Frank Brehany has noted that yesterday, the Irish Dáil met to debate an opposition motion to extend the Mother & Baby Home’s Commission (MBHC) which is to close on 28 February 2021.
The coalition government did not oppose the motion but did not extend their ‘acceptance’ of the motion to a full debate and, a vote on the proposition that the tenure of the MBHC should be extended.
As we have seen over many months, the final report of the MBHC has produced controversy and u-turns. The final report was supposed to have delivered a thorough analysis and conclusions, designed to bring justice and closure to so many victims, survivors and their extended families.
Whilst the debate rages on the quality of the MBHC report, voices have been raised against those same victims, survivors and campaigning groups. These voices are necessary in any Civil Society as they act as an important barometer on the excesses or failures of a State or its Institutions, including the Catholic Church which is central to this story.
In the debate of extending the tenure of the MBHC, it was reported that the Minister, Roderic O’Gorman was concerned that no ‘practical purpose’ could be achieved by extending the tenure of the MBHC.
Minister Anne Rabbitte spoke in the Dáil and stated:
“For anyone to bunch survivors together once again for questionable political gains, with catchy hashtags and headline-grabbing sound bites, is disheartening. Nobody should be trying to utilise or weaponise survivors' trauma for their own gain, whether in politics, academia or otherwise”.
The Taoiseach, Micheál Martin is reported to have expressed concern about the potential for division, apparently arising from the motion adding a further concern that ‘some are more virtuous than others’.
By any measure, these are shocking public comments and reveal the impasse that many families have endured for many years.
It is Frank Brehany’s opinion that the Dáil should be urgently asked to debate and whether they want to formally extend the period of operation of the MBHC beyond 28 February 2021.
In considering this action, Members of the Oireachtas should consider the following:
- Recognition should be given to the important fact that MBHC members allegedly refused to attend before an Oireachtas Committee, to answer questions on its inquiry and actions. Is it acceptable in a modern society, that the will of the Oireachtas should be ignored and treated with contempt? Could the Commission have been compelled to attend?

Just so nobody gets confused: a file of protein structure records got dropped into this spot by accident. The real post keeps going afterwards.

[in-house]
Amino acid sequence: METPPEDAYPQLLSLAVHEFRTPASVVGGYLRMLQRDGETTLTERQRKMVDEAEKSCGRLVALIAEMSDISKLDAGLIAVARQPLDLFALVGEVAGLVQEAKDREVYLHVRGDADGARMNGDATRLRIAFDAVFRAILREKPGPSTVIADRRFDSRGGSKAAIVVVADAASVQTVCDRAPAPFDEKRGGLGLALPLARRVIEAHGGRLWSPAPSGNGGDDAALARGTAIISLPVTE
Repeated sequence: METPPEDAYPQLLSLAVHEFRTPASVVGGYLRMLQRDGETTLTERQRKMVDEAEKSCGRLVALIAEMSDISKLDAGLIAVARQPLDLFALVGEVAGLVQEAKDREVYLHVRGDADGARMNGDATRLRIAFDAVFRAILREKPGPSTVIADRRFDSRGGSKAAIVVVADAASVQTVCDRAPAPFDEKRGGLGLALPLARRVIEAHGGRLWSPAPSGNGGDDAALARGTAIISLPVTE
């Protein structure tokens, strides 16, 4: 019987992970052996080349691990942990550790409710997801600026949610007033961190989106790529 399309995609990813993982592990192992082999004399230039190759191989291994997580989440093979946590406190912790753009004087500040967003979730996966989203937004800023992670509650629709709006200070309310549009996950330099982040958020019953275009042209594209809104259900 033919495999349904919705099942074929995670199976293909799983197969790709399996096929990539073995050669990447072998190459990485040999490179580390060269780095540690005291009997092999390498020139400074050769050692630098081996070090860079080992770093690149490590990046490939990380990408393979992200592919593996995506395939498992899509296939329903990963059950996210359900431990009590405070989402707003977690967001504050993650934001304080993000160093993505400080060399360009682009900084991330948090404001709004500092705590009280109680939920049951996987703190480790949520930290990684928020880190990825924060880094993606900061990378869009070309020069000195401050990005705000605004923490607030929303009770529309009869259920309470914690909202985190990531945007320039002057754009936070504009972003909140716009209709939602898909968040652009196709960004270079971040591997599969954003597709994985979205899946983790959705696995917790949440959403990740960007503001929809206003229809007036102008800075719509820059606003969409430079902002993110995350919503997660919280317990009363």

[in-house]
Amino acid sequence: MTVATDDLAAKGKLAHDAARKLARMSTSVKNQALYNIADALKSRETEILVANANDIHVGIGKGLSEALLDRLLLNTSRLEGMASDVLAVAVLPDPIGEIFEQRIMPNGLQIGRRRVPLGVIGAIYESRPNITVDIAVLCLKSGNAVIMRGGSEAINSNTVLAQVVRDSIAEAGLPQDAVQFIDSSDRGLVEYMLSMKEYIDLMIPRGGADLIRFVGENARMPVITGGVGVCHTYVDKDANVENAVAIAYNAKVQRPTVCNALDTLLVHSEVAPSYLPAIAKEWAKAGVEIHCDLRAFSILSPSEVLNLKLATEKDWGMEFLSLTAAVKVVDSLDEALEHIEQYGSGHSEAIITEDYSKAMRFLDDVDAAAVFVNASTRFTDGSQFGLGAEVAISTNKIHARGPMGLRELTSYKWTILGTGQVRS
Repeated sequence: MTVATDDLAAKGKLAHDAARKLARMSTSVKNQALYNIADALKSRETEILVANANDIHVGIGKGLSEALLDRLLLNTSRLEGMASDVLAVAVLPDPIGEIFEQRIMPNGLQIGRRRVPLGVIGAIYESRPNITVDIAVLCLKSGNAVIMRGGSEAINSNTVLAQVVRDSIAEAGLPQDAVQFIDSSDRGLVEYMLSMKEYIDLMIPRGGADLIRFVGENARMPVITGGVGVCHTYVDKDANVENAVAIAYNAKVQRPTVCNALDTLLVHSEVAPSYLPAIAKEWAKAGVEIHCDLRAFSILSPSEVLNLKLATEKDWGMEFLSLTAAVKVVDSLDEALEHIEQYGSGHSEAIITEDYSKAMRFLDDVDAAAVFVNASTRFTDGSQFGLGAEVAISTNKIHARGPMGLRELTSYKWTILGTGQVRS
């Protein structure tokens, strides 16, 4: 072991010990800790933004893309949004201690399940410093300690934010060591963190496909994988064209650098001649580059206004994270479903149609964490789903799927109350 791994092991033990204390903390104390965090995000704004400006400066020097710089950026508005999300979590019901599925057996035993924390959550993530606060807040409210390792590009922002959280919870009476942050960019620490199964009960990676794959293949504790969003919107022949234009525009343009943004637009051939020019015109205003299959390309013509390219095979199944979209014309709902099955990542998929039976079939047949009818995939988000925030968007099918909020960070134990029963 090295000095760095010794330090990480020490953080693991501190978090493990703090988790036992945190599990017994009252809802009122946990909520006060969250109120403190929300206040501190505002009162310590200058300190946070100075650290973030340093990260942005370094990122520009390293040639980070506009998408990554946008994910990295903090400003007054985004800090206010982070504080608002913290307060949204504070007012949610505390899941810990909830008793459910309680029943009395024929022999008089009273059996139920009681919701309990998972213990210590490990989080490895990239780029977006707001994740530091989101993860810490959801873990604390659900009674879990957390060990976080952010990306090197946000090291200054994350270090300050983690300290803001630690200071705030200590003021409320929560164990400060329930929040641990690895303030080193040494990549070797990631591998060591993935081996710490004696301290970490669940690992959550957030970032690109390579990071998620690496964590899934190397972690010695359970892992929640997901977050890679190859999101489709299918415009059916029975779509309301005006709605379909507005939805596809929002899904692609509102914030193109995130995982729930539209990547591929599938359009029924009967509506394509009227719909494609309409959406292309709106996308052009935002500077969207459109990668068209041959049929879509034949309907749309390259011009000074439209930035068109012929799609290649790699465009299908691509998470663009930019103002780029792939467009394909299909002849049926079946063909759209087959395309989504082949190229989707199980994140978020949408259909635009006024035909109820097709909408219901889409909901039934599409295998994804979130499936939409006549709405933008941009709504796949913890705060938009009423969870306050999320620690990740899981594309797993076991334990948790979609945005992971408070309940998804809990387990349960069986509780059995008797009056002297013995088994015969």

- That there is considerable controversy over the quality and construction of the report. Any reasonable legislature or measure would want to deal with these not insubstantial concerns;
- The debacle over the recordings. The Irish people were told they were destroyed and now the recordings have been found. It has been unedifying in the extreme and should cause any TD to stop and ask questions; it has not presented the MBHC in a good light, whatever of government responses;
- Then there is the narrative coming from the MBHC ‘supporters’ which is accusatory and seeks to blame the people and indeed those who operate legitimately to challenge democratic elements in a civil society. Does the MBHC really need this third party narrative? On the question of narrative, in recent days the MBHC's own public comments has revealed an angry, fearful and pithy response to criticism. In Frank’s opinion the response from the MBHC has been ill-advised and certainly done without due regard to the feelings of the audience it seeks to reach. TD’s should in his opinion be carefully and objectively examining the rationale for this narrative;
- It has also been clear, certainly since last October (and arguably in the years previous), that there is a spectacular failure to understand the basics on data. For example the MBHC claims that it had to destroy the recordings and so therefore the debate on data ends. However, they have failed to understand Section 43 (2) of the Commissions of Investion Act 2004. This section obligated the MBHC to deposit with the Minister ‘all evidence’; it was not a subjective choice. Even if you follow the MBHC logic, we now hear that out of the 550 recordings, only 80 required confidentiality, therefore even if they could ‘destroy’ 80 records, that still left a considerable amount of evidence that should be passed to the Minister. Equally, Frank fears that both government and the MBHC have failed to grasp the extensive obligations and rights contained within the GDPR; this is probably the greatest failure. This has been compounded by the failure of government & the MBHC to understand that the GDPR has primacy over and above national laws; their provisions should follow and reflect the GDPR. Reflection is required to consider this data context against the final report and the actions of the MBHC;